Army Develops New Combat Uniforms for Gay Soldiers

WASHINGTON (Ucs Armed Service News) — With the armies don’t ask don’t tell policy likely to end the Pentagon is actively working on a new uniform for the gay men that serve. The Army will be fielding two new combat uniforms designed by NCOs and tested by Stryker Brigade Soldiers in Iraq since October.

On the Army’s 229th birthday, senior leadership introduced the Army Combat Uniforms during a Pentagon cake-cutting ceremony. Soldiers were on display, suited-up in the wrinkle-free uniforms with a digitized camouflage pattern.

Two different versions of the ACU have been developed, and more than 10,000 uniforms have been produced and dragged through the sand in Iraq and at Army training centers. Even more are on American production lines to be issued by April 2009 to Soldiers in deploying units. Fielding to the total Army should be complete by December 2010, said officials from the Program Executive Office, known as PEO Soldier.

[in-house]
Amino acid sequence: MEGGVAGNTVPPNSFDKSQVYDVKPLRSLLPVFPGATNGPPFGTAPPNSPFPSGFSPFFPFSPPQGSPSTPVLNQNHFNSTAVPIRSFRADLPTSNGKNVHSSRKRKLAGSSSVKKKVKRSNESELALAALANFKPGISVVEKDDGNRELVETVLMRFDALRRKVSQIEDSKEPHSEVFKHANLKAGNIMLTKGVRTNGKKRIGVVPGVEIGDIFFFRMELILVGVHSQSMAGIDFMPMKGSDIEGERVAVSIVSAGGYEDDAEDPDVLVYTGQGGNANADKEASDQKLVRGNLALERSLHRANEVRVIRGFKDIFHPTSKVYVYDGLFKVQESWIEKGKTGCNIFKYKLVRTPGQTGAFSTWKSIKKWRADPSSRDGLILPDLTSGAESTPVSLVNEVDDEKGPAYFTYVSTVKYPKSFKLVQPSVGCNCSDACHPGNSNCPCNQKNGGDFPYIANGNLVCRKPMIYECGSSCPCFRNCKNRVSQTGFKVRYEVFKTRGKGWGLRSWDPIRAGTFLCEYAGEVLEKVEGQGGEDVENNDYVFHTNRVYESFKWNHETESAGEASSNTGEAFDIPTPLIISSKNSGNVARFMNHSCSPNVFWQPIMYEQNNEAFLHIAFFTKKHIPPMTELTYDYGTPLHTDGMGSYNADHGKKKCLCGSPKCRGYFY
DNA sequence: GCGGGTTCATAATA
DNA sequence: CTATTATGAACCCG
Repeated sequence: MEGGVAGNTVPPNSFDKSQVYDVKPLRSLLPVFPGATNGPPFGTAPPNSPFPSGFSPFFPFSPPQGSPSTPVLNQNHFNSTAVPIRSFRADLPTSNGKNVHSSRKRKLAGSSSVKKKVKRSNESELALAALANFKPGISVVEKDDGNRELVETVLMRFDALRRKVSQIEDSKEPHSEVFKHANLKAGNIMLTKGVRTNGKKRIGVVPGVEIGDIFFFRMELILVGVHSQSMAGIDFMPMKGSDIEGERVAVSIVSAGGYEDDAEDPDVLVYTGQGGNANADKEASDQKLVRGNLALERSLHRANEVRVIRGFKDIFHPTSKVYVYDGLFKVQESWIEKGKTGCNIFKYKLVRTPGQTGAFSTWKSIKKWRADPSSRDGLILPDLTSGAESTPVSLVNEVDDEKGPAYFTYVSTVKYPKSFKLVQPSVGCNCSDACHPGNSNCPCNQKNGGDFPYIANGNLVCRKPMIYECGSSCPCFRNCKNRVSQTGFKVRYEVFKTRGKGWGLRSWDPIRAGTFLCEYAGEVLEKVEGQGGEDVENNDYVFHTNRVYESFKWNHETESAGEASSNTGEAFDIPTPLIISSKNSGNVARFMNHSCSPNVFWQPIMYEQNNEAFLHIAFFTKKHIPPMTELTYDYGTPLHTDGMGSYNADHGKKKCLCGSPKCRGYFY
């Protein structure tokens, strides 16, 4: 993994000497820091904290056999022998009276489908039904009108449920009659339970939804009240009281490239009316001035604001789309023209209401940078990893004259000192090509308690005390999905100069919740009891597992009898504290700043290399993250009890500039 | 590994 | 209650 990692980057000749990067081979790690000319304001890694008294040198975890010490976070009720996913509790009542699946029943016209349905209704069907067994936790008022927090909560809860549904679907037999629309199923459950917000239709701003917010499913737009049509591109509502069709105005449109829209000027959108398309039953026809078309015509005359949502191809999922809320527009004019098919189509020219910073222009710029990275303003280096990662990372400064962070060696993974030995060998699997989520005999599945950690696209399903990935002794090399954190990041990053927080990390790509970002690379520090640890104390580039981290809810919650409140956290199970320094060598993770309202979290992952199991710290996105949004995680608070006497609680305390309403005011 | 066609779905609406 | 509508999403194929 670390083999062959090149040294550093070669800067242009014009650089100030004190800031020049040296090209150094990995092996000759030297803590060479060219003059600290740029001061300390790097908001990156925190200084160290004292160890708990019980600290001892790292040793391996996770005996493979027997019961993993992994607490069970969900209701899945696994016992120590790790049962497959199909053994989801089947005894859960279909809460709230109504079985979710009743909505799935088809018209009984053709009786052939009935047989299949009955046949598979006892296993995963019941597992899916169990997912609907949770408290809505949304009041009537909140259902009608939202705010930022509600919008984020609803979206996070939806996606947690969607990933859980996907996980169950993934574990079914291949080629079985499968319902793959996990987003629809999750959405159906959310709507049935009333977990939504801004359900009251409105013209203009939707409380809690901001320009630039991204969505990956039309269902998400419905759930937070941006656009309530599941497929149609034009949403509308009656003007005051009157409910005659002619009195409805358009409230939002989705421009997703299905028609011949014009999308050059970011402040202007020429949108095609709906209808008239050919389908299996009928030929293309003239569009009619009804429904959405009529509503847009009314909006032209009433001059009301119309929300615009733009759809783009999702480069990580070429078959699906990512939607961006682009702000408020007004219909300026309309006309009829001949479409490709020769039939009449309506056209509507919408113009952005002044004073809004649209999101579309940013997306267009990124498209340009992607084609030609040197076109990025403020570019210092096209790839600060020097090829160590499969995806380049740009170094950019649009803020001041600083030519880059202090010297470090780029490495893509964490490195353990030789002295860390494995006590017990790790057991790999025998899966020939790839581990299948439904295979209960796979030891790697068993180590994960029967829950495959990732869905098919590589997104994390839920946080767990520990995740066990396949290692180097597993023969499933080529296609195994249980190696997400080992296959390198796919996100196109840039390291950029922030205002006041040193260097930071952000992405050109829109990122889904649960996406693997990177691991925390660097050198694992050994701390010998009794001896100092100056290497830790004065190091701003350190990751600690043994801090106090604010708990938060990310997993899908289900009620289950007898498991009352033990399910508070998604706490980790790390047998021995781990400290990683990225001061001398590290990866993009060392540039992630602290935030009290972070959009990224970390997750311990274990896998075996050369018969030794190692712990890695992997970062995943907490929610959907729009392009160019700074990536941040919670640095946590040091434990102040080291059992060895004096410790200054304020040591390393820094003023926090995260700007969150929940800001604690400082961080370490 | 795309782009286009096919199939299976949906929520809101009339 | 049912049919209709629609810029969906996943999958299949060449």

There were 20 changes made to the uniform, to include removing the color black and adapting the digital print from the Marine Corps uniform to meet the needs of the Army, said Sgt. 1st Class Jeff Myhre, the Clothing and Individual Equipment noncommissioned officer in charge.

“The color scheme in the ACU capitalizes on the environments that we operate in,” Myhre said. “The current colors on the ACU are green-woodland, grey-urban environments and sand brown-desert. The pattern is not a 100-percent solution in every environment, but a good solution across the board.”